Frequently Asked Questions

This type of let is not permitted according to the terms of your lease and short-term lets could be considered a breach of the lease.

Multiple agreements in your lease may prohibit this activity, for instance: that the property may not be used as a place to run a business; or that it has to be occupied by a single, private resident; or that short-term lets may be considered a nuisance.

All lets are to be a minimum of three months (90 days).

It usually takes HomeGround three to five working days to process a sublet request, from the time we receive the completed form and a payment of £75. Depending on the terms of your lease, we will send you a sublet registration document or a sublet consent certificate.

HomeGround do not charge a retrospective fee for sublets. If you have not taken consent before renting out your property, please complete the sublet request process through our website.

If you'd informed your previous landlord about the current tenancy, please send us the documentation so that we can update our records. Should it come to light that this was not obtained, our sublet process will have to be completed.

You have a right to buy your freehold under legislation, if you meet some minimum criteria. These criteria and the procedure to follow, including how your freehold is formally valued, are set out in the Leasehold Reform Act 1967.

You can only purchase your freehold if your property is a house.

  • Formal negotiations require you to obtain independent legal and, usually, valuation advice.
  • Informal negotiations means you deal directly with the freeholder, without following the procedures set out under the Leasehold Reform Act 1967.

You can choose to enter either formal or informal negotiations.

The Leasehold Reform Act 1967 is a detailed piece of legislation that introduced rights for leaseholders of houses to buy their freehold, among other things. It sets out a procedure to be followed by both leaseholders and freeholders.

In relation to buying your freehold, the 1967 Act includes:

  1. Minimum criteria leaseholders must meet to buy the freehold (for example, have you owned your house for two or more years?);
  2. The information you need to give your freeholder to claim your right to buy the freehold, and how this must be done;
  3. How long the freeholder is allowed before replying to your claim and what information they must give you;
  4. How the price of the freehold should be calculated. If the leaseholder and freeholder can’t agree, it gives a right to ask a specialist property tribunal to make a legally binding decision. Either party can also ask the property tribunal to decide on other disagreements, such as the minimum qualifying criteria or how much the freeholder’s reasonable costs should be (see 6);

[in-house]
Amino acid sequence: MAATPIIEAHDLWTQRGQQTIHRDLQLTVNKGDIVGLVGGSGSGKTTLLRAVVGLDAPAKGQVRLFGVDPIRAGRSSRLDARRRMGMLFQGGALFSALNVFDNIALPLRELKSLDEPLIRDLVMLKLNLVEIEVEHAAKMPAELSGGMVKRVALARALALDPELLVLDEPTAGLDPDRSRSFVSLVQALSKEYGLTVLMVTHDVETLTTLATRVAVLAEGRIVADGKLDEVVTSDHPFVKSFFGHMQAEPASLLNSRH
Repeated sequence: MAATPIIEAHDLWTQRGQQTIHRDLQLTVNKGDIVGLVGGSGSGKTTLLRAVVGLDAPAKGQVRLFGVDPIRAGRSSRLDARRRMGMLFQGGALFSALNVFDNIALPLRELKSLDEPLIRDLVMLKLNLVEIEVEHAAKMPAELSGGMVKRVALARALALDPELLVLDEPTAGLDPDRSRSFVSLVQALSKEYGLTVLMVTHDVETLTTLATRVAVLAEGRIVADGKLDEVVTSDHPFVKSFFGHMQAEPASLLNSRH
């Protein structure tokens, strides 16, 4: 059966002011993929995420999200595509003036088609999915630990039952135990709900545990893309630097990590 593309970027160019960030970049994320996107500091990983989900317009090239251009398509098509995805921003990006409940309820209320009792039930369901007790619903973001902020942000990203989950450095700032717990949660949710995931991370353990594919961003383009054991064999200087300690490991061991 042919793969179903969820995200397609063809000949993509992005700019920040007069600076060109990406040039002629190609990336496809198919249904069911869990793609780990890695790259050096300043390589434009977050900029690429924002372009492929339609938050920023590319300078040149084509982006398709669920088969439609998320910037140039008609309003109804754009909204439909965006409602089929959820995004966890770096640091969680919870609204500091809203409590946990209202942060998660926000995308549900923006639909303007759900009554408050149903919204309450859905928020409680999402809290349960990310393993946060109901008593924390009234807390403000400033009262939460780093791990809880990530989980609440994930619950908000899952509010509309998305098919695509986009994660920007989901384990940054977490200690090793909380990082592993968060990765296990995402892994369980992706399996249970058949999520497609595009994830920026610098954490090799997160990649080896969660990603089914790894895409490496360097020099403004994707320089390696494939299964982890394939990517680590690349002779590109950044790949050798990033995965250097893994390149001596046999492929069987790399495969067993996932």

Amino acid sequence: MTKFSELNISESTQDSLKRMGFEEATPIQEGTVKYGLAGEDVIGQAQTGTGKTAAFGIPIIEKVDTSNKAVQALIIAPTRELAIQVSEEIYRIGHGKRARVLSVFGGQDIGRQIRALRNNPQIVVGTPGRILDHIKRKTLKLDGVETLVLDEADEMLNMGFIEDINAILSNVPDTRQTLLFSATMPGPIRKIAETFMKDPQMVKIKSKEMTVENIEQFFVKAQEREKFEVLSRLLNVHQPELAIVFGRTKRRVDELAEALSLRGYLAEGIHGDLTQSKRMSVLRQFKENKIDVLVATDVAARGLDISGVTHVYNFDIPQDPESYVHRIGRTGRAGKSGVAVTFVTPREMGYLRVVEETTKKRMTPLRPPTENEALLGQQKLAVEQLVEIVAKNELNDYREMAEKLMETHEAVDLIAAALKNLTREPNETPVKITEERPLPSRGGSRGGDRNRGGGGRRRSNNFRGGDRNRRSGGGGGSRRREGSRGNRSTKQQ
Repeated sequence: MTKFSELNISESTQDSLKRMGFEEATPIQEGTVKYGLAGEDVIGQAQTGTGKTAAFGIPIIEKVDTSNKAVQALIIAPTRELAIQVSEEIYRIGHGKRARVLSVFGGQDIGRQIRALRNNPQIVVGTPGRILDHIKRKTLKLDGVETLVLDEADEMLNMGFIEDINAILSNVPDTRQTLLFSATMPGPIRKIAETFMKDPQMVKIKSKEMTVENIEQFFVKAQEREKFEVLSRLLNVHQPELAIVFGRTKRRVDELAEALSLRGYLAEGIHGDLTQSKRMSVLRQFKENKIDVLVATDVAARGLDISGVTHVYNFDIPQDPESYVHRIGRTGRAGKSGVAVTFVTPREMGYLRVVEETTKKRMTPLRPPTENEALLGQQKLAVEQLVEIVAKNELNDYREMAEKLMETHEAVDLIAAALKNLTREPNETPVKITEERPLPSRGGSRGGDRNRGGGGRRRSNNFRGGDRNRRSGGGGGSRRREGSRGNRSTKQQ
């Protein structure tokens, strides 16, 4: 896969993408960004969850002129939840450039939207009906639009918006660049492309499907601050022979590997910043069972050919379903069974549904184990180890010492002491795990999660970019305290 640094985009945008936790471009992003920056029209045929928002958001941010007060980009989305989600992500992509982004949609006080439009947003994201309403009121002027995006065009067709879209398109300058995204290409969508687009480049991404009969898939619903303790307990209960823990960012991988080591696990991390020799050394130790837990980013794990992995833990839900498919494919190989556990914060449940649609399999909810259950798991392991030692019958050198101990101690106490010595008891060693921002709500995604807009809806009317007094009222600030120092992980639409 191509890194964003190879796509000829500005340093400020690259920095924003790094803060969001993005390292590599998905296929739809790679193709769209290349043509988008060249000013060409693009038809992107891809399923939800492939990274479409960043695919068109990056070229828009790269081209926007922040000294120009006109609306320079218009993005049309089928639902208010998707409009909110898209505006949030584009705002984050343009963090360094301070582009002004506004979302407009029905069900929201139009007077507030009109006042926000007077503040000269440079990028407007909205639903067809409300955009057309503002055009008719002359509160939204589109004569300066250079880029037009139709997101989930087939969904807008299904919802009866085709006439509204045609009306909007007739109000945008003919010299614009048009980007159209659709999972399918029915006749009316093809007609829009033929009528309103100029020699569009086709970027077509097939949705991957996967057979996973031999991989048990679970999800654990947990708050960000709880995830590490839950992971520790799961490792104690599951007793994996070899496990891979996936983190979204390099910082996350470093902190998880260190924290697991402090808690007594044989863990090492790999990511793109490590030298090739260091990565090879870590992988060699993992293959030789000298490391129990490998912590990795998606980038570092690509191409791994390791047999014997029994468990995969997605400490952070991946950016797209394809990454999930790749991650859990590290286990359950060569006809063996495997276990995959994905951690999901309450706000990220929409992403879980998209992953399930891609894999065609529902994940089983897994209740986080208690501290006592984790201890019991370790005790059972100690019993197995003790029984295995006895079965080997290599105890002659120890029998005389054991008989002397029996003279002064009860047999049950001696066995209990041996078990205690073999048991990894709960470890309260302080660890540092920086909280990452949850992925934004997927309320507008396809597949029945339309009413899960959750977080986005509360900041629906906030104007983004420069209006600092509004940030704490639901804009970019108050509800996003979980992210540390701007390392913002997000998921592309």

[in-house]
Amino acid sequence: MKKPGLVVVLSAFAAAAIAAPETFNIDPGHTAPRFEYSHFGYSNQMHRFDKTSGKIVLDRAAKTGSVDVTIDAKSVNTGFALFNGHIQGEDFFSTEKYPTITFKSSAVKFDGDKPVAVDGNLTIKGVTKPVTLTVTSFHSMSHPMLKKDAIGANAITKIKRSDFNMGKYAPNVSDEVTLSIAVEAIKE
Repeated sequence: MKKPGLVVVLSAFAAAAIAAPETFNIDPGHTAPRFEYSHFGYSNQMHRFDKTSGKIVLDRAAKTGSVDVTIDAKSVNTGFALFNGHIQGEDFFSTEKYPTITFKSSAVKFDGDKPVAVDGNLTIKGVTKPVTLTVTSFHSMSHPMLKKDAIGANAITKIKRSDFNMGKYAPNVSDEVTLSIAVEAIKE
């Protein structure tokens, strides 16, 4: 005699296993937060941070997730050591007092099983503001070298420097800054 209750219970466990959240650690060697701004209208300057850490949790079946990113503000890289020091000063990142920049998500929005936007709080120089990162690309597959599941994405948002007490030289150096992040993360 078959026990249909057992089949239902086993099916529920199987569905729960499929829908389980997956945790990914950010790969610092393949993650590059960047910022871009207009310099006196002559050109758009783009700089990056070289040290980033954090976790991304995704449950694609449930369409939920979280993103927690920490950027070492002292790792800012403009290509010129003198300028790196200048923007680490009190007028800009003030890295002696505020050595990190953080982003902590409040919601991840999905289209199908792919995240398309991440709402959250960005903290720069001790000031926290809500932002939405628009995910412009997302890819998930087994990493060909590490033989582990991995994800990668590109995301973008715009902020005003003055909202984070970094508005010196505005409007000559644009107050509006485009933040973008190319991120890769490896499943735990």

5. How the process of recording your ownership of the freehold should be done once all issues are decided;
  6. A condition that the leaseholder must pay the freeholder’s reasonable costs (for example, for the work done by the freeholder’s solicitor and valuer), as well as their own costs of going through this process.

Unfortunately, the landlord is not in a position to offer the freehold to individual leasehold flat owners on an informal basis.

However, this does not affect your statutory right under the act to seek purchase of the freehold should at least 50% of the leaseholders in the block wish to do so. Please note that you will need to seek independent legal advice should you wish to proceed this way.

The landlord clients of Homeground Management Limited are willing to enter into informal negotiations with their leaseholders.

You can apply for informal negotiations and pay the administration fee through your personal account on the HomeGround portal. To access your HomeGround account, please sign in. If you need help with your password, please click here.

If you have yet to register on our portal, you will need your alphanumeric security key and your 12-digit customer reference number. These can be found on HomeGround invoices or the welcome letter we sent. 

Once an application has been received and the administration fee has been paid, within 3–5 working days Homeground will send you the price at which the freeholder would be willing to sell the freehold. This offer price is always inclusive of the freeholder’s fees and expenses and VAT (if applicable), in other words, there are no hidden extras.

Once you have received this offer price, you can:

  1. Accept it
  2. Make a counter-offer if you think the landlord’s offer price is too high – further counter-offers may be made until an agreement is reached.

Once agreement is reached between you and the freeholder then HomeGround will instruct the freeholder’s solicitors to formalise the matter. We may then need the contact details for your solicitor. While our clients do not require a leaseholder to appoint their own solicitor in order to complete the conveyancing stage of the transaction, if you have a mortgage, your mortgage provider may require you to appoint your own solicitor. We recommend that you contact your mortgage provider to check.

If you and the freeholder are unable to agree a price then you still have the right to buy your freehold by way of formal negotiations.